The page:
“So-wa-rigpa” or “Chikitsavidya” or “Ancient Science of Healing” is one of most advanced form of
healing science, having its root in Indian Ayurveda system and Buddha’s teaching. During the 8th 9th
Century A.D., the great Indian Pandits and Tibetan translators have introduced this invaluable science in
Tibetan plateau and since then, a number of new developments with addition of some original ideas and
genuine works have evolved into the system which we today known as So-wa-rigpa or Ancient Science
of Healing, in both sides of Himalayan bordering regions as result of its popularity and flourishing in
those areas as well.
For the people living in this part of world, the faith and dependency in medical need is far
greater on traditional medicine than on its allopathic counterpart. This system of healing being a holistic
healthcare can treat cause of disease associated with different lifestyle.
In the growing restless world of population explosion in third world countries, economic
inflation everywhere coupled with challenges of poverty, health degrading hectic lifestyle of majority of
population, that which all throws up plethora of diseases unheard of, and mental disturbances, I feel the
traditional or alternative medicine system of healthy mind and body, holds the key in maintaining
balance and harmony of individual sanity.
This book is highly valuable source to the students and practitioner of Ancient Science of
Healing and provides for handy reference to those interested in this system of healing. I believe this
contribution by Dr. Smanla T. Phuntsog la is big leap for So-wa-rigpa.
About the Book
The book is a treasure-house of the traditional system of Tibetan medicine. Dr. Smanla T. Phuntsog’s
keen observations and understanding of the system makes it a valuable source of information for
students and research scholars alike.
The book deals with the fundamental knowledge of human physiology and medication by
traditional as well as modern methods. The chapter on dharmic physiology explains and illustrates the
teachings of the Buddha and its response to various curative applications and its true nature of
Of great importance is the listing o rare 493 herbs formulations and their therapeutic value.
This surely will come handy as a “ready-made” presentation of medicinal formulations and curative
The chapter on the names of Tibetan medicines with their Romanised versions and their
translation into Latin/English shows that the author has taken great pains to make the book appealing
both for the domestic as well as international readers. One surely can claim that the book offers a
synthesis of the Eastern and the Western values of medicinal systems. The pictorial illustrations of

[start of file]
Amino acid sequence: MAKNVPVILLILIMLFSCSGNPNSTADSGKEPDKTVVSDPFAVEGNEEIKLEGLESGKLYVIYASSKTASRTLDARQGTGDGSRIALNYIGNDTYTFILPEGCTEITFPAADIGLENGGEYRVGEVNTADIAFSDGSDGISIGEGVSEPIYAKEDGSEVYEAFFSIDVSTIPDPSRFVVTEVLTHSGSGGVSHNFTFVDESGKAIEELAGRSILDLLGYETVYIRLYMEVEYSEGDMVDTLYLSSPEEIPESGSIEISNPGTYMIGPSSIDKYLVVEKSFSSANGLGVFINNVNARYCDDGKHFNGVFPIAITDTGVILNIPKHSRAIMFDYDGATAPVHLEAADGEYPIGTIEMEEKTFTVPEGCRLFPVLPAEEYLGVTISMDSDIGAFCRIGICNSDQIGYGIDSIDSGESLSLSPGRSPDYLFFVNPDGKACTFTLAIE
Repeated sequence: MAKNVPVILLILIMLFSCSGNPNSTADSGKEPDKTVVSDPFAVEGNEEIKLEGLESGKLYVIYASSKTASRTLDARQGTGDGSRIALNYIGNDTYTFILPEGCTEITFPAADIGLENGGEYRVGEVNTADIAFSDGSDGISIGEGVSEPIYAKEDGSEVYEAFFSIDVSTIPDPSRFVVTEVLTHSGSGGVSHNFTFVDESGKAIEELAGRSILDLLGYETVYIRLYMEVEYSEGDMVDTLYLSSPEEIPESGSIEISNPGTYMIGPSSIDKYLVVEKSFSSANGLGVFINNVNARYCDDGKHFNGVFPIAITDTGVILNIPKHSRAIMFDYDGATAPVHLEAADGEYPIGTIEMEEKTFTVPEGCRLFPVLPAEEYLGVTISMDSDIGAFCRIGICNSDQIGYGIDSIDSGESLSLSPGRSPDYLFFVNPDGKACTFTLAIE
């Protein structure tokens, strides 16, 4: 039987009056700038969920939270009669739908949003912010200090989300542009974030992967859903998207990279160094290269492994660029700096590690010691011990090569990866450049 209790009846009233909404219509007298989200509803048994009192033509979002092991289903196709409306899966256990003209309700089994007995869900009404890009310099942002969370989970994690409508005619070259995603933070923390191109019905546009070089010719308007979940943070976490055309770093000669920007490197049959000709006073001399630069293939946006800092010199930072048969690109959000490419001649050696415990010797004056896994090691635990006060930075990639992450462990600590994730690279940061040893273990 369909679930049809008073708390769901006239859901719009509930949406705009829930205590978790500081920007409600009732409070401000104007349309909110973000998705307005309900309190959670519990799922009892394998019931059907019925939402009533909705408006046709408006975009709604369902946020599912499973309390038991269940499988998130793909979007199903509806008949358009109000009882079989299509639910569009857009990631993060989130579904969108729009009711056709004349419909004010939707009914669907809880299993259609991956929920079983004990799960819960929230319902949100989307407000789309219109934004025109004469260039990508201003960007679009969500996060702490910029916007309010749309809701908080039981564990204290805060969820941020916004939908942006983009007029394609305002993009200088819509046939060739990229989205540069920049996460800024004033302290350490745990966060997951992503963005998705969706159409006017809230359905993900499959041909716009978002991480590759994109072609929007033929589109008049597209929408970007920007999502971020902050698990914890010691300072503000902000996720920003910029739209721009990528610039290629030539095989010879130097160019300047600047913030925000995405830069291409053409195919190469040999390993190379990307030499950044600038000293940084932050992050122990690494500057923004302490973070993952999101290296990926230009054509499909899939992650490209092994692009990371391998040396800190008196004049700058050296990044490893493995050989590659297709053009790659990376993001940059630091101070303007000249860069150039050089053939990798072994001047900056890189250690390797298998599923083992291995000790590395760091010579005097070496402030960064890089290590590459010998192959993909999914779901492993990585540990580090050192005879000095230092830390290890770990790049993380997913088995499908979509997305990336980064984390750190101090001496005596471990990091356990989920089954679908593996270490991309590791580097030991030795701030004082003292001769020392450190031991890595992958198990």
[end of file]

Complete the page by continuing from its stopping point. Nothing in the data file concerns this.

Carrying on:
herbal medicines add to the visual value and hence to the significance of the book as a valuable
In short, the book shows the mastery of the author on Tibetan medicine and functional system
of health. The correlation of many aspects of Tibetan and modern medicinal applications gives us a
clearer concept of the human physiology and its functional and curative systems.
Extremely nostalgic of the day in 1965, when fortunately I had the opportunity of having the holy
Darshan of His Holiness The Dalai Lama at Gangchen Kyishong, Daramshala, I cannot resist the
temptation of giving here a brief account of the most precious event concerning me. Having the high
spirit of youth and further having been detailed on duty at the Jammu Secretariat, I was to be found well
dressed invariably those days. Finding a man with Mongolian features in proper western dress, among a
group of Darshan – seekers, His Holiness apparently became curious at my sight and enquired about my
place of origin and profession. I hesitatingly answered in broken Tibetan that I belonged to Ladakh and
was a doctor by profession. His usual hypnotizing smile, inspired reverence and awe. He embraced me
with grace and affection.
His Holiness second query was, “O, ya (well, well) do you know Tibetan medicine?” Yes,
your holiness. Belonging, as I do, to a family of Amchi lineage, I have made the preliminary studies and
undergone the customary examination (Rgyugs) of an Amchi,” was my reply. When the other devotees
dispersed after receiving His blessing, His Holiness, holding my right hand with his life, led me to His
study room, which was moderately decorated in Tibetan style. Then he ordered for tea and to my
greatest amazement, His Holiness started preparing and serving it to me. Gathering sufficient mental
strength, I beseeched His Holiness not to take the trouble as I was feeling greatly uneasy, but all in vain.
Eventually, we had soothing Darjeeling tea. Its preparation and serving by His Holiness kept me, through
its entire course, in awe. His simplicity, humbleness and humility overwhelmed me.
Later, in a relaxed mood, His Holiness asked questions on the relation between the three
nadis, Tsa Dbuma, Roma and Rkyangma and its releation with human physiology. Being a fresh
medical graduate (1962) and well conversant with human physiology, I was able to give satisfactory
explanations on the subject of physiology, but my scanty knowledge of Tantricism did not put me in a
position to offer much concrete answer on the subject. Thereafter, we took up other topics like the
relationship of the brain with the mind, the nervous system, the five organs of consciousness, etc. Our
discussions on these topics went on for hours together.
When we called it a day, His Holiness asked me to stay put for a few days, but regretfully I